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    Hi Jonathan. I have just finished “Number 11”. Before delving into it – since it was advertised as a sort of “oblique sequel” to “What a Carve Up” – I re-read the novel that made history as a “post-modern classic”. As others have noticed, the years have not passed without a trace (for you as well as for me, I mean). In short: bitterness got the upper hand and the mad vitality of your first world-wide successful book surrendered to a sort of melancholic bafflement. (I must say that, as I proceeded in reading, I was reminded of my response to Amelia after reveling in the rest of Fielding’s oeuvre.)
    But let’s go to the point. I have a question for you. A very general one, but I hope that it gives you a chance to mull over an aspect of your narrative style that strikes me as a sort of red thread all the way through.
    Since “The Rain before it Falls” I began noticing the role that magic or, better, eeriness play in your stories. Strange coincidences, omens, altered states of consciousness, proliferate in your tales. The weird thing is that your fictional world is otherwise fully secular. Christianity, for example, survives in it only as a silly and somewhat dangerous relic of the past (often in the form of crazy religious fundamentalists). In contrast, the paranormal thrives as a sort of ineradicable aspect of the human condition. And if I remember correctly, magic – under the guise of the White Goddess – was distressingly important also in B.S. Johnson’s tragic life.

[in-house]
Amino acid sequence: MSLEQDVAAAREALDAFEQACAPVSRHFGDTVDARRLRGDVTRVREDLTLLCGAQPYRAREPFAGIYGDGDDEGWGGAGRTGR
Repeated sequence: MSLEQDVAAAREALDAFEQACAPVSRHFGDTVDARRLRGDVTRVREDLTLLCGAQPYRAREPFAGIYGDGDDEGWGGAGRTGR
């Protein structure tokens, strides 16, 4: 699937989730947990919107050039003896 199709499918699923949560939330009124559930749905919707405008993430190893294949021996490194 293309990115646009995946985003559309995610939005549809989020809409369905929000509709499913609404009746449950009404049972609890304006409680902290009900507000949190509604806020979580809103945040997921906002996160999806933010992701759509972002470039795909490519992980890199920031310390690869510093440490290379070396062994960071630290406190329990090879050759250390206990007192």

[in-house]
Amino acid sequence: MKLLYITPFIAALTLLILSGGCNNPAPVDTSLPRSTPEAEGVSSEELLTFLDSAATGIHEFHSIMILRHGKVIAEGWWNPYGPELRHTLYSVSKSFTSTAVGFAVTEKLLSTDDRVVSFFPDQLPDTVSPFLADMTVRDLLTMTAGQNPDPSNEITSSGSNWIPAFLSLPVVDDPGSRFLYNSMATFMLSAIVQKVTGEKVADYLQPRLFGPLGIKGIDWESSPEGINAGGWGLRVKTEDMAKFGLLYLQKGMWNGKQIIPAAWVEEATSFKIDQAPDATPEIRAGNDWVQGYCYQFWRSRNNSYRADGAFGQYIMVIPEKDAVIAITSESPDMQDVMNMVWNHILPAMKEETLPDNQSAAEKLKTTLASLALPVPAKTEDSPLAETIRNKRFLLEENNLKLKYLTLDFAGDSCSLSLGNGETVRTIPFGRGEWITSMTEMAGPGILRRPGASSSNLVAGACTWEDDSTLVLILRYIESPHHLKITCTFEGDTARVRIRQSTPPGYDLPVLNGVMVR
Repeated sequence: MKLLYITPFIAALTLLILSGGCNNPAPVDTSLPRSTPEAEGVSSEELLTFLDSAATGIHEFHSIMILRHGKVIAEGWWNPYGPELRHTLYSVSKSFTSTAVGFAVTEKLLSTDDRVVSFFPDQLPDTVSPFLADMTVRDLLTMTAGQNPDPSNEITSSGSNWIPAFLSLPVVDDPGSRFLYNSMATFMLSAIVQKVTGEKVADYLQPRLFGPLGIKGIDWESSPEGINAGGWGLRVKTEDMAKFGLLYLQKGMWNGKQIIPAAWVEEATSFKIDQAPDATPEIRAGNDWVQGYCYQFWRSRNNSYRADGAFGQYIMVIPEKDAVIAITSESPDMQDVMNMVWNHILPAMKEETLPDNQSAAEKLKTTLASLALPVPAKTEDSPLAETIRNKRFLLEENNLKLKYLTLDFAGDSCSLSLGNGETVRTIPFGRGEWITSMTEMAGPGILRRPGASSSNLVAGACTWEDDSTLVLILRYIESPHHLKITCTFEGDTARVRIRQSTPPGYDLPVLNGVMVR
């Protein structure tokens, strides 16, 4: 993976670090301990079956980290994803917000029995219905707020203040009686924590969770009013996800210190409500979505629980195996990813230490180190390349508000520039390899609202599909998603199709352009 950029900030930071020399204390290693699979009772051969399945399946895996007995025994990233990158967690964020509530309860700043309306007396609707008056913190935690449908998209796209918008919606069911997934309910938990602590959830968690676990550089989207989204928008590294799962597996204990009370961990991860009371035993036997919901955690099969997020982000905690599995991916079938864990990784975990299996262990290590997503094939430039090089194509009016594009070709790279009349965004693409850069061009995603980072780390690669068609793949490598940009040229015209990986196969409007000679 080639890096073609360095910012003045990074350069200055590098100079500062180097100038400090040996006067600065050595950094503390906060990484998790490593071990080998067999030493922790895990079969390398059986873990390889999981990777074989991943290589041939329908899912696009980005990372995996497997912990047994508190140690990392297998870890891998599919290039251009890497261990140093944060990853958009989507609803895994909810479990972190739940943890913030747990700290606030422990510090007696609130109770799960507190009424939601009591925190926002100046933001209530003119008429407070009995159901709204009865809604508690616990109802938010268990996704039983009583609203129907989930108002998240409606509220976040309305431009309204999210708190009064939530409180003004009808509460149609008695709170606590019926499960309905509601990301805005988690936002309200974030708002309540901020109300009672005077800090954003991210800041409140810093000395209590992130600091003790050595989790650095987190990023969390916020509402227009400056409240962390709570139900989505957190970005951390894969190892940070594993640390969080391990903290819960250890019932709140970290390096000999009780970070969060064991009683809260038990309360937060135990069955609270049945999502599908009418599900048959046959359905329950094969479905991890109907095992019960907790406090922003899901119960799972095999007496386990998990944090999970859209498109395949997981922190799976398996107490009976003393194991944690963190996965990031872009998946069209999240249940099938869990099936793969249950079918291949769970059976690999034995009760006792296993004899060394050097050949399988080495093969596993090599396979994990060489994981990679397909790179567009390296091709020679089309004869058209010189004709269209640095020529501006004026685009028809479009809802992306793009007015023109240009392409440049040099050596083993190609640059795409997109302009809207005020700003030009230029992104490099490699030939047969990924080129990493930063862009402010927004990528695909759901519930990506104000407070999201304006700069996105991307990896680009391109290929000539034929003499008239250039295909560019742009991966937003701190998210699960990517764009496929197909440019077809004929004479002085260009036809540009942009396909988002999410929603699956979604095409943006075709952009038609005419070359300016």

So, what do you make of the subsistence of a sense of enchantment and magic in a fully secularized world? Is it a sort of nostalgia for paganism? A British cultural landmark? An aspect of the post-modern mind? Another way of “monetizing wonder”? Just a literary trick? Or what else?
    Thanks for any clarification or input!

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